After several months of refusing to consent to surgery, she says she was abruptly transferred to FMC Carswell, where she saw “stomach-wrenching” medical neglect, including one woman who died of kidney disease.

“She could barely walk, her hair was falling off, she looked like a zombie, and surely enough, she died,” the former inmate says. “Her family did apply for compassionate release. They never released her. They let her die in prison.”

After she was eventually released from federal prison, the woman had a successful surgery to remove a cyst from her remaining ovary, but she says she still has long-term issues stemming from her incarceration.

“I still wake up at 5, 5:30 every day,” she says. “If I don’t get off my bed, I still hear them knocking on my door. I know I have PTSD.”

‘She belongs to the BOP.’

A mother of another current Aliceville inmate who wished to keep her daughter’s name anonymous to avoid retaliation says her daughter has been waiting for a routine surgery since last July.

“She was told by one person there at the health services administration that until she was throwing up blood every day, they weren’t going to do anything for her,” the mother says.

The delays, uncertainty, and fear weigh heavily on family members of incarcerated people.

“If they took her to the hospital, or something horrible happened, I’m not even going to know until it’s all over, because in an emergency situation, they don’t contact me,” the mother says. “In their eyes, she’s really no longer my daughter. She belongs to the BOP.”

Meanwhile, the women at Aliceville wait. One current Aliceville inmate says she is confined to a wheelchair because of ongoing medical neglect at the prison.

“I used to walk, and after medical neglect I am now in a wheelchair 24/7, 365!” Aliceville inmate Kerstin Jones writes in an email. “I was also witness to three inmate deaths here.”

Jones says she ended up in a wheelchair after suffering a grand mal seizure and a mild stroke. She also also says it took Aliceville officials nine months to send her out for an MRI, then another eight months to see a neurologist.

“What upsets me is the fact that they told me here that there was nothing wrong with me,” Jones writes. “They tell people that excuse all the time, and that’s how they die here.”

“We have women that have been told they have a short time to live, and they still will not do anything for them medically,” Jackson-Brown wrote in an email before her release. “One woman has only 13 percent of her heart working, and they don’t do anything for her. One woman has severe lupus, and they get her half the treatment that she needs. The list can go on and on.”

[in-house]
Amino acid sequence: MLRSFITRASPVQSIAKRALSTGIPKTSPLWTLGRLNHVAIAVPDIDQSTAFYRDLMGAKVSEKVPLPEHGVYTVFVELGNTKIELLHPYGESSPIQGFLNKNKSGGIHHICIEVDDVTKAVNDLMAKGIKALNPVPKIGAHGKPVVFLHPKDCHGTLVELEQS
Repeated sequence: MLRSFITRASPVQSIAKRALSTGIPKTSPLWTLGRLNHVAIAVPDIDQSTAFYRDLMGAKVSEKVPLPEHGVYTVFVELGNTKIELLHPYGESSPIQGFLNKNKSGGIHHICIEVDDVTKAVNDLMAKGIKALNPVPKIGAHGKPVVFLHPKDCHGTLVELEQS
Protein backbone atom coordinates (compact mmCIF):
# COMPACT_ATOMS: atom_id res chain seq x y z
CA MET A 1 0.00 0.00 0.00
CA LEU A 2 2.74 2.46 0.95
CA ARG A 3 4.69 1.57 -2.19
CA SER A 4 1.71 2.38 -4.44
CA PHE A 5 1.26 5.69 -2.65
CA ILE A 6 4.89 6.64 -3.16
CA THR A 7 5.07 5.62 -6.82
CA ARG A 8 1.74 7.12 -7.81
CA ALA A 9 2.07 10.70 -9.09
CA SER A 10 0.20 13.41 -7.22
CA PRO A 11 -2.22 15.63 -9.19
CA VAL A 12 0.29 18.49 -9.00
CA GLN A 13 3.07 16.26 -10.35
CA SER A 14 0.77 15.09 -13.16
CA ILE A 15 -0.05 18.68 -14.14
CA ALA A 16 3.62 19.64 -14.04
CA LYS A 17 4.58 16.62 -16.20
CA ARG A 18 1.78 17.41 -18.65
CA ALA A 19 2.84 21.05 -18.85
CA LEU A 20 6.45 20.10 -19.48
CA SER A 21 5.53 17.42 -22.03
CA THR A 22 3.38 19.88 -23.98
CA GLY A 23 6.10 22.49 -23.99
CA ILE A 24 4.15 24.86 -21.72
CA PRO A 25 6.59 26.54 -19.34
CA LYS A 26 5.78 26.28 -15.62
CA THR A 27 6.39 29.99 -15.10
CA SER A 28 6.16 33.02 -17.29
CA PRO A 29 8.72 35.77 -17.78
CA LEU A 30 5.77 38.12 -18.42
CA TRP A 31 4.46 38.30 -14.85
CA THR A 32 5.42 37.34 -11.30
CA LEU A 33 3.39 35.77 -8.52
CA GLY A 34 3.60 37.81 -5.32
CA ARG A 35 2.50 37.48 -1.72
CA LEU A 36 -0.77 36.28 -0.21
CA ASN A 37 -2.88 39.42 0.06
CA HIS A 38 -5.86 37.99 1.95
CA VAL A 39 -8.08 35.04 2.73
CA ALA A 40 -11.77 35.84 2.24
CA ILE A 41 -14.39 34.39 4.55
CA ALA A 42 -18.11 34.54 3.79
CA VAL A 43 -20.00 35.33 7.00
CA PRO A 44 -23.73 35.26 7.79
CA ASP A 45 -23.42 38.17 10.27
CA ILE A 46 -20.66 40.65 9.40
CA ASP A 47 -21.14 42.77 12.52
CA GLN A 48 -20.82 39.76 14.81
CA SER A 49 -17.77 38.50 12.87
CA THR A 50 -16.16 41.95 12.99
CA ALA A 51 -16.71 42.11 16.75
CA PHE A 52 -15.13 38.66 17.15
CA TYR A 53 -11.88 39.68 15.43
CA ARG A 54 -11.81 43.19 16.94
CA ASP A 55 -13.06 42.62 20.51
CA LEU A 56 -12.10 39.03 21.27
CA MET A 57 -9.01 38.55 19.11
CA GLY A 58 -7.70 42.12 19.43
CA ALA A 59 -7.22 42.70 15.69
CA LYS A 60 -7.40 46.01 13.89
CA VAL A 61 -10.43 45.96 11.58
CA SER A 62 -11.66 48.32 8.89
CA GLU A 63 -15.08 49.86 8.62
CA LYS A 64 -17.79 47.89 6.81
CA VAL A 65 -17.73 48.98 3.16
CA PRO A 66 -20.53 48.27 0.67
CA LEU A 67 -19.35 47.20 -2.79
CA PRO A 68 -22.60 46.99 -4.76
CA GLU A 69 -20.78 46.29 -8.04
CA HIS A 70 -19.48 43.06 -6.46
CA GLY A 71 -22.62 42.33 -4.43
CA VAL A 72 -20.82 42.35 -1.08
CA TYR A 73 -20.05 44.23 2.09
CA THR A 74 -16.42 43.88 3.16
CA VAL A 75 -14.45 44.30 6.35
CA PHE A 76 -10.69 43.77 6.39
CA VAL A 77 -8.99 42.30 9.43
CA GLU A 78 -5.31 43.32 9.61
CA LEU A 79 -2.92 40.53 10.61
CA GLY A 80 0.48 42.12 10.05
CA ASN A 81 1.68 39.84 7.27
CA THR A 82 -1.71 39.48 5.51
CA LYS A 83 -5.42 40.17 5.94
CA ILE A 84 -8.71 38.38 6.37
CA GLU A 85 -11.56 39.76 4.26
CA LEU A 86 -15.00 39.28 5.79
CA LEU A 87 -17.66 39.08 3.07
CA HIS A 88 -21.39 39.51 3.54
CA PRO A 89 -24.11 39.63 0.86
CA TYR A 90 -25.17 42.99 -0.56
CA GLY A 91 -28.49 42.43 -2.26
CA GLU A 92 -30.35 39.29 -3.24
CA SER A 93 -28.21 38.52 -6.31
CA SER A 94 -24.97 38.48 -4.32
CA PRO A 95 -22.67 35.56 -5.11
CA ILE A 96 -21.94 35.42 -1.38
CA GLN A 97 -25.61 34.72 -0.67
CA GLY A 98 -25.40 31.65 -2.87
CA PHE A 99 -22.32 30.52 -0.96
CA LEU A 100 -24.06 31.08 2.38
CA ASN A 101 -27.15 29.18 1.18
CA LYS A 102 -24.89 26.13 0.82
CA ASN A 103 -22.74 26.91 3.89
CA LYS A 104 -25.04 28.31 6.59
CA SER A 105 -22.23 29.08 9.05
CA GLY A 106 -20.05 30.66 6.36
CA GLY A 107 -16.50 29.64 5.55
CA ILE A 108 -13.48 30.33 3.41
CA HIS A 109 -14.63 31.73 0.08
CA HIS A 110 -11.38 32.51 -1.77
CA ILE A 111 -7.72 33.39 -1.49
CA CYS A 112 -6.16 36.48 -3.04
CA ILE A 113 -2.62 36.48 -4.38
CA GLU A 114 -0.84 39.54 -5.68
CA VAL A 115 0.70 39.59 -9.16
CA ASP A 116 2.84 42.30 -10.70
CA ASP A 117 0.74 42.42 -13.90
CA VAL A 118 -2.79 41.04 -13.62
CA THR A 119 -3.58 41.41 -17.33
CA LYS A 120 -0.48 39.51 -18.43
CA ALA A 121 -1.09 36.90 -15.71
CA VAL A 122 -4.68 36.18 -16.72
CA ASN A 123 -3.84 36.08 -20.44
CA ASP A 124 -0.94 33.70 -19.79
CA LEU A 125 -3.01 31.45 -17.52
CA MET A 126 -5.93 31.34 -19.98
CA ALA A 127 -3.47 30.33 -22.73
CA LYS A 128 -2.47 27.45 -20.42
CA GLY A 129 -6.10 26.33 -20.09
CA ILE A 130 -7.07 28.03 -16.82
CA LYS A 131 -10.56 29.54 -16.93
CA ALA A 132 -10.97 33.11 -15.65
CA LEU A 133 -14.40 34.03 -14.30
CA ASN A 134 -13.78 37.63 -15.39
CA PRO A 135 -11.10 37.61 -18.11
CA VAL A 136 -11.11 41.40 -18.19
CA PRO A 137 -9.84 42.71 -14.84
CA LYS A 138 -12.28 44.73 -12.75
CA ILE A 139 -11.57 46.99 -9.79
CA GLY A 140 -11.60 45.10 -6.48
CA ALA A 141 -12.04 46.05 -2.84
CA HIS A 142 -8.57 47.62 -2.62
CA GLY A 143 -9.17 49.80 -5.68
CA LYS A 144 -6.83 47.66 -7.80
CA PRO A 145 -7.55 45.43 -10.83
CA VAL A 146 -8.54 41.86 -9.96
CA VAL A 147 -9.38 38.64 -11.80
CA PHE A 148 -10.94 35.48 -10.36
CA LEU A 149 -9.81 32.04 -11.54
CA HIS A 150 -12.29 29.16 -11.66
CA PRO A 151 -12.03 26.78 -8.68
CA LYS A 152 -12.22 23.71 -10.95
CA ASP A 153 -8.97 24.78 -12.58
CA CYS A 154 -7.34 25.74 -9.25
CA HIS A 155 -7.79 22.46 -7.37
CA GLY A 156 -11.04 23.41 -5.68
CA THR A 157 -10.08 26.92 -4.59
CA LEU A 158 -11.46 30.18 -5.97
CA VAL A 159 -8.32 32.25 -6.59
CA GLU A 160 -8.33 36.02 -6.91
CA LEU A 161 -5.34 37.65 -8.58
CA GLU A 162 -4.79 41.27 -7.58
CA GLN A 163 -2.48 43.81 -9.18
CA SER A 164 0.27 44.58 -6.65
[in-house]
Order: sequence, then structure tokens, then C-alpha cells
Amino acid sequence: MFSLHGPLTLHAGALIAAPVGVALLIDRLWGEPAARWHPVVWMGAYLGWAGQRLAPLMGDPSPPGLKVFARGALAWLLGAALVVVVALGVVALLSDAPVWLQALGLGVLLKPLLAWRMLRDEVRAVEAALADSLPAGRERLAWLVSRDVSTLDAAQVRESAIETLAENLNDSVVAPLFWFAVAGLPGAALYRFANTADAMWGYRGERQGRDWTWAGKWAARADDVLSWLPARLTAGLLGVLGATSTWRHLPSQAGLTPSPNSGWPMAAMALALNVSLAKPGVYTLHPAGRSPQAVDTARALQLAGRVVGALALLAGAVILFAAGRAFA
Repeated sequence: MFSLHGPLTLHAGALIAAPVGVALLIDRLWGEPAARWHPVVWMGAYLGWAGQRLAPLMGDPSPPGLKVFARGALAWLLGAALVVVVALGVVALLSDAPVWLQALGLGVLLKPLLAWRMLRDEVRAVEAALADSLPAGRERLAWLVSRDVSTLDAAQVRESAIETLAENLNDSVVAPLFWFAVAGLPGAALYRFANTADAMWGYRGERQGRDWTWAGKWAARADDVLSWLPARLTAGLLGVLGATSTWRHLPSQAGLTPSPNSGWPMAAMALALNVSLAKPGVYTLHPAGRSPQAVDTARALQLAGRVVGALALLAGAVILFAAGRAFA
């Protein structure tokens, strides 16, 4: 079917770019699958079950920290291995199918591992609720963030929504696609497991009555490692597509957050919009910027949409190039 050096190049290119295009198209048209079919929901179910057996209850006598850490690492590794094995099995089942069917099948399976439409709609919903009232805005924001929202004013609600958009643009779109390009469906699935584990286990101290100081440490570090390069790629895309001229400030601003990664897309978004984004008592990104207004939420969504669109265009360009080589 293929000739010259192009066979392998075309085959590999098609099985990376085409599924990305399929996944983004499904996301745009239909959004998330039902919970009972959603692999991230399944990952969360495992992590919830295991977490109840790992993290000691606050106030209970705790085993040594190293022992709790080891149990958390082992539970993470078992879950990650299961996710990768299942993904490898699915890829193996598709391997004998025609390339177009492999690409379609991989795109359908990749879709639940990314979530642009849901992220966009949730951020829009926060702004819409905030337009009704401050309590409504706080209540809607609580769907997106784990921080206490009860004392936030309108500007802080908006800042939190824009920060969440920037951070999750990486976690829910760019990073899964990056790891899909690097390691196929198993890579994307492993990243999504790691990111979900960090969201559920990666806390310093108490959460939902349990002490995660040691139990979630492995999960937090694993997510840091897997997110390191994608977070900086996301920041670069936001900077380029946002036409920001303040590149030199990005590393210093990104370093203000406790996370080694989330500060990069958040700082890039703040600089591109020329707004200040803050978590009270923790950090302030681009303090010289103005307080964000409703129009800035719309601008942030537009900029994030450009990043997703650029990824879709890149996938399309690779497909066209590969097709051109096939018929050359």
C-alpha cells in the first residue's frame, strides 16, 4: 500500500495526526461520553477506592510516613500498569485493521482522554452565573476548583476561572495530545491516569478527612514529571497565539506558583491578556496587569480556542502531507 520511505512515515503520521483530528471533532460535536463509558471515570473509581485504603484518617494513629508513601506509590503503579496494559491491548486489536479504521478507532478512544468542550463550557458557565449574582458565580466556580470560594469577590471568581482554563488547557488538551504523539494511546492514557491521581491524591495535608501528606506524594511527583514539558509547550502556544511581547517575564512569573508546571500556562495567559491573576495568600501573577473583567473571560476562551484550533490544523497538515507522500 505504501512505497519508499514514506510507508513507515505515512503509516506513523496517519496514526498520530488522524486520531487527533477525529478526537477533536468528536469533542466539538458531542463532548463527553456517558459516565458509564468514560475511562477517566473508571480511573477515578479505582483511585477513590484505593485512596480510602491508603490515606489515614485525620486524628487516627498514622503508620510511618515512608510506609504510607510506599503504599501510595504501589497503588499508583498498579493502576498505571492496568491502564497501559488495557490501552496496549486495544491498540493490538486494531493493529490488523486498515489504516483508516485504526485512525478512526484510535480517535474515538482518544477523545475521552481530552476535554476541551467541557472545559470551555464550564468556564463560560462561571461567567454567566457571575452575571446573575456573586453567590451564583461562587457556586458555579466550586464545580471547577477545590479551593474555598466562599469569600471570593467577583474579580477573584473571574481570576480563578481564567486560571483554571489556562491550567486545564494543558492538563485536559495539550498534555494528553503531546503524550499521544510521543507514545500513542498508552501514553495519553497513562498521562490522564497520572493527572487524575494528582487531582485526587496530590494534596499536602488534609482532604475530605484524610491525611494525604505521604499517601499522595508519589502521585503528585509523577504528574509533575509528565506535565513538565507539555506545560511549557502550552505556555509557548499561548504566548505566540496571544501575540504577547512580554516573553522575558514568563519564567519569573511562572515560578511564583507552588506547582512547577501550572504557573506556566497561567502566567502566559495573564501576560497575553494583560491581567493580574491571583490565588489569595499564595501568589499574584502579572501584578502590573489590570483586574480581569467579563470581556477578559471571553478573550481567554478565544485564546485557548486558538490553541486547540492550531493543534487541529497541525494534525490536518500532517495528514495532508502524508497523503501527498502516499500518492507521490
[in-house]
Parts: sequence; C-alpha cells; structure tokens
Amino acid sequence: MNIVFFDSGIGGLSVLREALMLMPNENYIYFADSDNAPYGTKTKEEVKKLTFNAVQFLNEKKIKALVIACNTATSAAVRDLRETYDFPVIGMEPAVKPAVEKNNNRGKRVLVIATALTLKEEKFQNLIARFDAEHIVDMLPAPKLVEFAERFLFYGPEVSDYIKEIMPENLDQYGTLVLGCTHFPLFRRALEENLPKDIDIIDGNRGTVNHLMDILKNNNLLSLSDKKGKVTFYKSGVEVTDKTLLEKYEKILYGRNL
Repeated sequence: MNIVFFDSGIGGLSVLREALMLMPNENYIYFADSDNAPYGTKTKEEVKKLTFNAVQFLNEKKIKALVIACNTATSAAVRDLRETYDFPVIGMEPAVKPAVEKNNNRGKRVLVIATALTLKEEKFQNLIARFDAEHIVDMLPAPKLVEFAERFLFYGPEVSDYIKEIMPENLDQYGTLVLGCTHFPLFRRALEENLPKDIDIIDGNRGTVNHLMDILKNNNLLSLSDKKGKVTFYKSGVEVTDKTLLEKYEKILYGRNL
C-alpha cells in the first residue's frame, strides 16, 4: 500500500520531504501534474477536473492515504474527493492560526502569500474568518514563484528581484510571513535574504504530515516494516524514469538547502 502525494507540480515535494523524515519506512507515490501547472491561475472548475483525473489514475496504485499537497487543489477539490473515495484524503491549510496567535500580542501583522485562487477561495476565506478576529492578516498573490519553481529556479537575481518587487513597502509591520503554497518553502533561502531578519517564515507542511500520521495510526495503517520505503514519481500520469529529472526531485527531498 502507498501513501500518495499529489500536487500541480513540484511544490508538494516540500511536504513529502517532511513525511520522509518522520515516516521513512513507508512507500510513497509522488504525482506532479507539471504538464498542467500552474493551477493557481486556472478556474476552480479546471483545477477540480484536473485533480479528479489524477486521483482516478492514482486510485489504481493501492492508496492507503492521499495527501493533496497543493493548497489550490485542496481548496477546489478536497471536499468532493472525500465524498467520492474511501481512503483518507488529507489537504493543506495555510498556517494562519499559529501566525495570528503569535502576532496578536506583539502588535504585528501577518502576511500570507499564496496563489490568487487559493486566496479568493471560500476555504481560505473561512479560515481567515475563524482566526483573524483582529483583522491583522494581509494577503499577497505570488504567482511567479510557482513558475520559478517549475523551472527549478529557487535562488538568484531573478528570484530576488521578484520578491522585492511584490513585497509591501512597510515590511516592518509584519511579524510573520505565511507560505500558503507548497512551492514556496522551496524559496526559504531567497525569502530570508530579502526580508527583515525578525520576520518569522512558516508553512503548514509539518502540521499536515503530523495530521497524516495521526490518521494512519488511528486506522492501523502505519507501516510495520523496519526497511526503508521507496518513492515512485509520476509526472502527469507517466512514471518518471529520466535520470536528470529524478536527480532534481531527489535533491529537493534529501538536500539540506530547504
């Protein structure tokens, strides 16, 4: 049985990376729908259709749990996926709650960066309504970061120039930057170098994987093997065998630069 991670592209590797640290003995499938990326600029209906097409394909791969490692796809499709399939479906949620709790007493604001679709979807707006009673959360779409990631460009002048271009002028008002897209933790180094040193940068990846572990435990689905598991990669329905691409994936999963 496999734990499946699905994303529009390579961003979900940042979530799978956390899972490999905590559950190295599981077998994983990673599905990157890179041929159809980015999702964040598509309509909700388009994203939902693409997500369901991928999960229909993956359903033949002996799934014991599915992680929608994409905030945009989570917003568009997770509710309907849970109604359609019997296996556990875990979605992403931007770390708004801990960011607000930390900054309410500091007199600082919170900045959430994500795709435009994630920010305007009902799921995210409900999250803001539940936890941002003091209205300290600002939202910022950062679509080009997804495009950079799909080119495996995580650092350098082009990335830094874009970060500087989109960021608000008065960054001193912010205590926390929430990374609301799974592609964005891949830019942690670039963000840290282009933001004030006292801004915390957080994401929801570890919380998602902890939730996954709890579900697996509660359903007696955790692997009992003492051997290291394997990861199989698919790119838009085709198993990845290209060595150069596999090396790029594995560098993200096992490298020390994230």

In her last letter to the Atlanta law firm, McGary mentioned an inmate with lupus as well.

“These medical experts have a lady here with lupus,” she wrote. “They have been altering her results back and forward. She’s been on a catheter for over four months. And they won’t send her to the nearest medical facility. These people here tell us to not hit the panic button unless our bunkies are dying […] Our lives here are in harm’s way.”

Since COVID-19 began sweeping through the federal prison system in late March, Frantzen and other inmates have been petitioning wardens and federal judges to grant them compassionate release. Frantzen filed a court petition on May 18, seeking compassionate release, arguing that, as a survivor of sudden cardiac arrest, she was at elevated risk for complications and death if she contracted COVID-19. A federal judge denied her petition a day after it was filed.  

 ‘The level of a constitutional violation’

It’s not just inmates, though, who have found Aliceville’s health care dangerously deficient. Last July, a federal judge granted Aliceville inmate Angela Beck’s petition for compassionate release after finding that Beck had suffered “grossly inadequate” delays in treatment for aggressive breast cancer while incarcerated.

U.S. District Judge Catherine Eagles ruled, over the opposition of federal prosecutors and the BOP, that Beck’s “invasive cancer and the abysmal health care Bureau of Prisons has provided qualify as ‘extraordinary and compelling reasons’ warranting a reduction in her sentence to time served.”

According to Eagles’ order, Aliceville officials made Beck wait two months for imaging after she first found lumps in her left breast. Then she had to wait eight months for a biopsy, which confirmed the cancer, and two more months for surgery. By that time, the cancer had spread to her lymph nodes, requiring a radical mastectomy. Five more months passed before Beck’s first appointment with an oncologist, who determined that it was too late to begin chemotherapy at that point.

Eagles wrote that the neglect Beck suffered “likely reached the level of a constitutional violation,” and that if she remained in BOP custody, she would continue to face “a substantial likelihood of substandard medical care for her life-threatening disease.”

Such orders are rare, though, and court dockets around the country are stuffed with similar claims.

Another Aliceville inmate, Terri Mollica, filed a petition for compassionate release in March, citing Beck’s case. According to a federal judge’s ruling on her petition, Mollica has an untreated uterine fibroid that weighs roughly 15 pounds and “causes ‘visible protrusions’ from Ms. Mollica’s abdomen and causes her pain, uterine bleeding, anemia, infection, and fevers.” She has been waiting in pain for nearly four years for outside treatment since an Aliceville physician first diagnosed the fibroid in 2016.

However, despite finding that Mollica’s condition was “undoubtedly a very painful burden,” U.S. District Judge Karon Bowdre ruled that Mollica had not proven she was at risk of death and that she wasn’t debilitated “to the extent that she cannot care for herself.” Bowdre recommended that Mollica file an Eighth Amendment lawsuit.

‘Deliberate indifference’

Maria Morris, a senior staff attorney at the American Civil Liberties Union’s (ACLU) National Prison Project, says that, while prisoners are guaranteed health care under the Eighth Amendment, the standard of care is fairly minimal. Under current Supreme Court precedent, an inmate challenging inadequate healthcare must show “deliberate indifference” by officials.